He would be embarrassed by John Wayne Airport in Santa Ana, California, and by the big statue they have of him up there. He didn’t want to be president or have things named after him. He knew he had to be famous because that’s how you got your movies made. But he was actually very humble.
When he was dying, he turned to my late brother, Michael, and said, “Whatever you do, use my name for the benefit of the public. If it weren’t for the public, I wouldn’t be here, you wouldn’t be here. We wouldn’t have had the life we had.”Marisa Wayne
One day when I was about 9, Dad said to me, “Let’s go play some golf.” I figured, well, how hard can it be? So we went out to a driving range, and I’m swinging and swinging and missing the ball. He came around and said, “Honey, just watch the ball and make contact.” I swung the club and the ball was still there — but I could tell I made contact with something.
I turned around and saw my father staggering around. Blood was coming out of the side of his head. And down he went. Whump! A couple of men got an ambulance.
When he came to in the hospital, he asked for me. All I could think was, I am in so much trouble! I can still feel it right now, the knot in my stomach. I went in there, and all he said was, “Well, you’re the only one who had the nerve to do this to me!”
I’d hit him near the eye. If I’d hit him in the temple, they said, I would probably have killed him. He was filming Rooster Cogburn with Katharine Hepburn at the time, and luckily I hit him in the eye that had the patch. If you watch the movie, you may notice that the patch gets a bit bigger.
Until that day, he’d always called me Princess. After that, I was Nine Iron. As in “Nine Iron, clean up your room!”
We each felt like we were his favorite. On Christmas Eve he’d take me to the room where the wrapped presents were and let me open a few. He’d say, “I got you so many, it’s not fair to the other kids.”

Click to comment

Leave a Reply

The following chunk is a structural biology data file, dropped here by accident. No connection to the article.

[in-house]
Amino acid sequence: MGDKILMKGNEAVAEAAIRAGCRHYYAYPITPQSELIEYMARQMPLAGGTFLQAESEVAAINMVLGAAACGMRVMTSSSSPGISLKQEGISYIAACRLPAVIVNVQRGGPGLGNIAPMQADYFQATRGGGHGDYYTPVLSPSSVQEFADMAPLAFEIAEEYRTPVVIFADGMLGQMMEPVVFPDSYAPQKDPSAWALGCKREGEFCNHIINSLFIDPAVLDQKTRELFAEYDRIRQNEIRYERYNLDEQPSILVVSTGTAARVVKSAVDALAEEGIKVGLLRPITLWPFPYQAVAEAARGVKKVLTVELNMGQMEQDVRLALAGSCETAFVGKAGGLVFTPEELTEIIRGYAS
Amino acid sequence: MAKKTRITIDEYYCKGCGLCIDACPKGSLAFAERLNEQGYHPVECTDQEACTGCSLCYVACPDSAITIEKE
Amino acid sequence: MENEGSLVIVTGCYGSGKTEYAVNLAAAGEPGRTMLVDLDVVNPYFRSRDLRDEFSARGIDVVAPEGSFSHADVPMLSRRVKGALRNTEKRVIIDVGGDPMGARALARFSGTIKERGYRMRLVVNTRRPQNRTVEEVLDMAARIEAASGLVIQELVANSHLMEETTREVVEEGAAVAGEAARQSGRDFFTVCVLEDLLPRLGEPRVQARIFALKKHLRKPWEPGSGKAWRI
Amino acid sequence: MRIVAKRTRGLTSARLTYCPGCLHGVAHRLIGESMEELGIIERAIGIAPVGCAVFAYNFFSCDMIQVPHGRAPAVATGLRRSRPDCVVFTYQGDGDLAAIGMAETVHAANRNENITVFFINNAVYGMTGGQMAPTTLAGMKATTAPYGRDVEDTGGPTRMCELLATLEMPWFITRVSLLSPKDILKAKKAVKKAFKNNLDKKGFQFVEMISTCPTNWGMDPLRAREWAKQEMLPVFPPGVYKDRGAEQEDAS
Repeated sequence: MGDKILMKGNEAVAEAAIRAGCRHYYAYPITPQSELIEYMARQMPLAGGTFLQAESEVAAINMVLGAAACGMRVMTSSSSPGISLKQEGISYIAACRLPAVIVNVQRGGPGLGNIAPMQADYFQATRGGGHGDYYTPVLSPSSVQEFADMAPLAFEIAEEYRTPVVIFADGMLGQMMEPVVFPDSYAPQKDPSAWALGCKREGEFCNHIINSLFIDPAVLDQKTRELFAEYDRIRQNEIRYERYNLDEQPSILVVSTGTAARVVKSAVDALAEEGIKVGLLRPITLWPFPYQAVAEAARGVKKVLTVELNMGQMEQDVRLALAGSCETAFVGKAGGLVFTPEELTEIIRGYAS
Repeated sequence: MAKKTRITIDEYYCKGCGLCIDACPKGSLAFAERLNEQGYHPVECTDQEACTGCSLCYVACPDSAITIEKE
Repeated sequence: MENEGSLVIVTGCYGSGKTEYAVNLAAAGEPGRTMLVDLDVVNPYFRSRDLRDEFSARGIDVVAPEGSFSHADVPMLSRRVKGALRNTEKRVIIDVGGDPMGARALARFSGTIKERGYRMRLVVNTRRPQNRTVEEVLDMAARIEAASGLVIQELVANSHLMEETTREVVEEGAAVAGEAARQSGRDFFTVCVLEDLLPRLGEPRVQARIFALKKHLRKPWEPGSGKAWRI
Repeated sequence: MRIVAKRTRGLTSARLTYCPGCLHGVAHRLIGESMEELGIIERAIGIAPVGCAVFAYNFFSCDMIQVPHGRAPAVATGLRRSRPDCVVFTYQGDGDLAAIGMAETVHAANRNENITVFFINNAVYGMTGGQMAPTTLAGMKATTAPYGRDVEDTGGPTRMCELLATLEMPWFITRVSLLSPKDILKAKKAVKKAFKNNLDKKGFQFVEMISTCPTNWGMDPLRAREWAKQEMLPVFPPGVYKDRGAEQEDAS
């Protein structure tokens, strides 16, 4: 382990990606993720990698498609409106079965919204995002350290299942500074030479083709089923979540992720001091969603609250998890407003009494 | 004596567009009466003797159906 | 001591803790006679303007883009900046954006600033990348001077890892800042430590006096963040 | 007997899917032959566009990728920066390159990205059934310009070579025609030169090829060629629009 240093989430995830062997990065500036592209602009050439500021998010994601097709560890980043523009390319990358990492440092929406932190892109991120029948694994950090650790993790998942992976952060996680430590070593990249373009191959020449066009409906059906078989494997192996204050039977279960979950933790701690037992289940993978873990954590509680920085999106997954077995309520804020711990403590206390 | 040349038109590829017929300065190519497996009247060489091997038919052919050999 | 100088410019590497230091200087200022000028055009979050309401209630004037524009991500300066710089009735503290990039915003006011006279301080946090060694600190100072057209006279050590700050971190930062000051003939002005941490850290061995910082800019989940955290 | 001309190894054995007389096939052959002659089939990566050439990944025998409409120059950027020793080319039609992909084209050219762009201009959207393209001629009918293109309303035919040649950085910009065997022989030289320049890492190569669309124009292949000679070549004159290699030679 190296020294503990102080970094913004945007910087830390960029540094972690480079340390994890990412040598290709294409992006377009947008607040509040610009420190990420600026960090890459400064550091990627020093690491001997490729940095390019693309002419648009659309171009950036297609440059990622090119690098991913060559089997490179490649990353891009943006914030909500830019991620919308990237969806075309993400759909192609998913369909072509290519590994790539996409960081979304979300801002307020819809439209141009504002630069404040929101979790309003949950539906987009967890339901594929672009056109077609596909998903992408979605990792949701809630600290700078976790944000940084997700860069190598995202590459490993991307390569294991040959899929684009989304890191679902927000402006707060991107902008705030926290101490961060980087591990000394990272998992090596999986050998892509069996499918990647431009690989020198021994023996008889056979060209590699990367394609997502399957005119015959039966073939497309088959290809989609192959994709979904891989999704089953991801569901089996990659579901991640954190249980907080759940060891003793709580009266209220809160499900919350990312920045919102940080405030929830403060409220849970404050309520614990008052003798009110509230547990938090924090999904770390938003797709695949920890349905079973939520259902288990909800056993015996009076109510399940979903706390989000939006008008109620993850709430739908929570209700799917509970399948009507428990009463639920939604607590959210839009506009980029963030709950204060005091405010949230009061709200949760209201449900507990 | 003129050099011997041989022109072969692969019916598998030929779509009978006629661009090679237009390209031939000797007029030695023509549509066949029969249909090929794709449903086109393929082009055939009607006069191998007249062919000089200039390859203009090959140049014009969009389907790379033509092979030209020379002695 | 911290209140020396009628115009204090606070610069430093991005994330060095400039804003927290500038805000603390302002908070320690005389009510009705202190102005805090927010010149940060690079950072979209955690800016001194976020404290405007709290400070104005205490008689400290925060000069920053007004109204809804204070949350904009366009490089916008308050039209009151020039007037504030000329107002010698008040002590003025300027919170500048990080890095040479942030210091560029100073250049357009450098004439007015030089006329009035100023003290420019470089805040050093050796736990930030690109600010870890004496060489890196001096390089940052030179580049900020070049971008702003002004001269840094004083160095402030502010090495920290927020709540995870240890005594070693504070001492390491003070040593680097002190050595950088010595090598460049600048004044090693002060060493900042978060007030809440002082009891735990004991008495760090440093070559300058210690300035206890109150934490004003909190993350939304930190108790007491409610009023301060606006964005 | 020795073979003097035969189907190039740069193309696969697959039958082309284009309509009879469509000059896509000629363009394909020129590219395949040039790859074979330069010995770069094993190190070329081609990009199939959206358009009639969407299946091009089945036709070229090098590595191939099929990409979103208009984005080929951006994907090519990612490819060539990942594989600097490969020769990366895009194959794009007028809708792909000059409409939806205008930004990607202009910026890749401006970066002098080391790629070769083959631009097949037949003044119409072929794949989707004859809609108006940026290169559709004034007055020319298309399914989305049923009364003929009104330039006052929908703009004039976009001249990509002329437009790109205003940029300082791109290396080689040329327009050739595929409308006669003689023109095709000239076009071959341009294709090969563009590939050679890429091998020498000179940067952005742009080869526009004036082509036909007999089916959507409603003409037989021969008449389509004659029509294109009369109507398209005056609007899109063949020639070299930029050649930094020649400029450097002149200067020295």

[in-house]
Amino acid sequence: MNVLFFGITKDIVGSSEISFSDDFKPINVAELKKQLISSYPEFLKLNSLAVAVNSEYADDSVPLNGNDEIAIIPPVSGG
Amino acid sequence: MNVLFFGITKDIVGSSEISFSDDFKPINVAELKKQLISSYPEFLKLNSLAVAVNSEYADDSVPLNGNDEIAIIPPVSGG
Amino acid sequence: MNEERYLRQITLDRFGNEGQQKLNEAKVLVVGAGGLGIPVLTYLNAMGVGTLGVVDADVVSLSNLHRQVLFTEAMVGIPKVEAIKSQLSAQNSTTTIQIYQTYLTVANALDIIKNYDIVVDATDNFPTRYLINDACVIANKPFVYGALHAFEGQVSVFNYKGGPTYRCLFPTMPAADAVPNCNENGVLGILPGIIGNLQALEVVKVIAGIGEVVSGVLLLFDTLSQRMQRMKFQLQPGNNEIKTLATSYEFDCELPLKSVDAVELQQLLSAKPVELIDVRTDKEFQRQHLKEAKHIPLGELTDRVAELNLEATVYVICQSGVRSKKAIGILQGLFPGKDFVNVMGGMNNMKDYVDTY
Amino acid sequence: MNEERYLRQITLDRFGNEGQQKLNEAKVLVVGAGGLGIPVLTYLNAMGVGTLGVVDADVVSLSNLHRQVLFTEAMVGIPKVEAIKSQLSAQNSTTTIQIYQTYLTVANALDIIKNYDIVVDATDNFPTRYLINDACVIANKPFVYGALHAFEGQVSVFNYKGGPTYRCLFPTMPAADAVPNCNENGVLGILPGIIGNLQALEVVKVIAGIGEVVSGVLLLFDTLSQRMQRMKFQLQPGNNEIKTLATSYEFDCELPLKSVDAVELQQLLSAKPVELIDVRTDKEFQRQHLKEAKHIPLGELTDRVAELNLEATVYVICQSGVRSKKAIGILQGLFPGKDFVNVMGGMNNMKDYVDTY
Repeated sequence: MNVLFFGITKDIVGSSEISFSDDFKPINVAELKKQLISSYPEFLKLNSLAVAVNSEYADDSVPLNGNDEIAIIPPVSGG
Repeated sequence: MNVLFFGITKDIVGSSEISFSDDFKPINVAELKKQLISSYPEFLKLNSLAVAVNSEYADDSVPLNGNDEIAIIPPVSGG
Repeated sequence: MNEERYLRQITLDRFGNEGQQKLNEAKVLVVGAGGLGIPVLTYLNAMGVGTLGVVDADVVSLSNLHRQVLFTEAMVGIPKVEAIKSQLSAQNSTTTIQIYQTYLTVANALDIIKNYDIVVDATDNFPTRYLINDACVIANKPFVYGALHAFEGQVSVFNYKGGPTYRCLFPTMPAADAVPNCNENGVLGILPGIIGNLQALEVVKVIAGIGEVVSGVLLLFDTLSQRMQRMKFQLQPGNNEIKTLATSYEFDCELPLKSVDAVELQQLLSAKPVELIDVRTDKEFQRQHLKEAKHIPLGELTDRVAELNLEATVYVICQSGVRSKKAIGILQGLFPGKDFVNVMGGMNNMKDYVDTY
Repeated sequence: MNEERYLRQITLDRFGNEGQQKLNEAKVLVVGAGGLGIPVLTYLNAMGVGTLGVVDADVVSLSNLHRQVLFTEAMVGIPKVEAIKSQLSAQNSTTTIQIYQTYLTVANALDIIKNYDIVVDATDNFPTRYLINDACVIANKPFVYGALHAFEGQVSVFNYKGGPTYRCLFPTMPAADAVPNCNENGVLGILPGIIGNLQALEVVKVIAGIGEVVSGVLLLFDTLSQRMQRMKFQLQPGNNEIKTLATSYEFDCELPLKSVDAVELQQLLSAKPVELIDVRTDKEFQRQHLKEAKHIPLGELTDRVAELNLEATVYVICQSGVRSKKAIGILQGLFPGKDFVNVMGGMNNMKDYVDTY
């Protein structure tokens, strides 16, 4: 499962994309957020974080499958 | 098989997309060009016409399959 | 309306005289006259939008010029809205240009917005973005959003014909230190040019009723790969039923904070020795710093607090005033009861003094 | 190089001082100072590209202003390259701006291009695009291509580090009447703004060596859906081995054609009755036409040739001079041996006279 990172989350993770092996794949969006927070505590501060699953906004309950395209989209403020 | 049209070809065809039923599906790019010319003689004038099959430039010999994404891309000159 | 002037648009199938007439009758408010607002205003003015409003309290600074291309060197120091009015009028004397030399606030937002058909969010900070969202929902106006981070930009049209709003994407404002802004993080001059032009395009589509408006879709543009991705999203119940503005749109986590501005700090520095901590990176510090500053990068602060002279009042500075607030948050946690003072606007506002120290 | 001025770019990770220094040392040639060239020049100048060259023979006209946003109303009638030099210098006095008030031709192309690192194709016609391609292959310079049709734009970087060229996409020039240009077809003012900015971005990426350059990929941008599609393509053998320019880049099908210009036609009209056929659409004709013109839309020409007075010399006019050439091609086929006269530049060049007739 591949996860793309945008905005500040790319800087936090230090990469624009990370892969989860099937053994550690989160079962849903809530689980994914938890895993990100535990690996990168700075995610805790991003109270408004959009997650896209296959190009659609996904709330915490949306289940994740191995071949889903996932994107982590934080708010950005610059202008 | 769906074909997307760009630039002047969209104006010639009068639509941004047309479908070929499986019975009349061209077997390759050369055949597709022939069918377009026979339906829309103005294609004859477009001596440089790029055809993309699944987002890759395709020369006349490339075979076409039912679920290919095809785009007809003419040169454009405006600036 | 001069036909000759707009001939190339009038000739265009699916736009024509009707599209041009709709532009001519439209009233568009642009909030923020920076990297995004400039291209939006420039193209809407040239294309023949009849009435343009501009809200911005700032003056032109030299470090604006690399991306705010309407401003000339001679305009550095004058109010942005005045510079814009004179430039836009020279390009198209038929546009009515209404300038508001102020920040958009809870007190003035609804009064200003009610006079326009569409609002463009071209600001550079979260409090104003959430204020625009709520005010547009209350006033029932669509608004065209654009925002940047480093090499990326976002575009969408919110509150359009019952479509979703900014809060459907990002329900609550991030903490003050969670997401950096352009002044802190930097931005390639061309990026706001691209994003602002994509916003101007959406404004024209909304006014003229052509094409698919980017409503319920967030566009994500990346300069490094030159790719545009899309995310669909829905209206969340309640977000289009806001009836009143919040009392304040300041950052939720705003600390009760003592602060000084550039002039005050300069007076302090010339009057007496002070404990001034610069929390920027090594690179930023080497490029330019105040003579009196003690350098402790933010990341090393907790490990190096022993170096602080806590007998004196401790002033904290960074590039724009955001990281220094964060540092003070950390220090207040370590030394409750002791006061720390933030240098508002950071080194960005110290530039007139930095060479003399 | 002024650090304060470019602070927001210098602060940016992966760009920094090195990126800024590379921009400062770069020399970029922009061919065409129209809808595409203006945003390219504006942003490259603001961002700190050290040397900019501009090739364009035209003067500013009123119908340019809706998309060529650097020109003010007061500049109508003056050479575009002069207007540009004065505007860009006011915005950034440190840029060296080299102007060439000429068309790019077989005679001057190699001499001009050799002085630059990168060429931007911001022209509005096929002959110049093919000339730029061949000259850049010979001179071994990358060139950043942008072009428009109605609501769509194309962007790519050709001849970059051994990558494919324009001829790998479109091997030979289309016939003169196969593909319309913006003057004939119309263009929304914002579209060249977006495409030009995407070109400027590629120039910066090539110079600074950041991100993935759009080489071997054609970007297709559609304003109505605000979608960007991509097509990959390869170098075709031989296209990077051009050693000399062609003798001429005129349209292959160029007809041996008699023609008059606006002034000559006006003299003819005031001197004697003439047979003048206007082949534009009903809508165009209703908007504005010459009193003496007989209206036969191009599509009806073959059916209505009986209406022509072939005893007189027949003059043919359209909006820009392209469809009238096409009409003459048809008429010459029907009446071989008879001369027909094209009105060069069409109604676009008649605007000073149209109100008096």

Your email address will not be published. Required fields are marked *


‘Black movie queen’ Maureen O’Hara – a close colleague of John Wayne passed away in front of the audience’s mourning. – My Blog

The star of the movie “Miracle on 34th Street”, a familiar co-star of actor John Wayne, has passed away due to old age and weakness. Maureen O’Hara, an Irish star, was once known as “the queen of movies. color”, died at his home in Boise, Idaho, USA, on October 24, at the age of 95.

The information was confirmed by Johnny Nicoletti, her long-time manager. “She passed away in the loving arms of her family, as well as on the soundtrack of the movie The Quiet Man that she loved so much,” one Maureen O’Hara’s relatives shared.

During her illustrious career, O’Hara had five times played the screen lover of actor John Wayne. She appeared in many classic Hollywood films, such as The Hunchback of Notre Dame (1939), How Green Was My Valley (1941), Miracle on 34th Street (1947), Rio Grande (1950), The Quiet Man (1952). , Our Man in Havana (1959) and The Parent Trap (1961).

However, she never received an Oscar nomination. A year before Maureen O’Hara’s death, the Academy of Motion Picture Arts and Sciences decided to present her with an honorary Oscar for her service to Hollywood.

During the 1940s, when color film began to flourish, Maureen O’Hara appeared in a series of compelling works such as To the Shores of Tripoli (1942), The Black Swan (1942), The Spanish Main (1945). and The Quiet Man.

Possessing fair skin, red hair, as well as green eyes, she “shines like the sun on a silver screen,” as the New York Times described it. It was Dr. Herbert Kalmus, the inventor of color film, who gave Maureen O’Hara the nickname “color film queen”.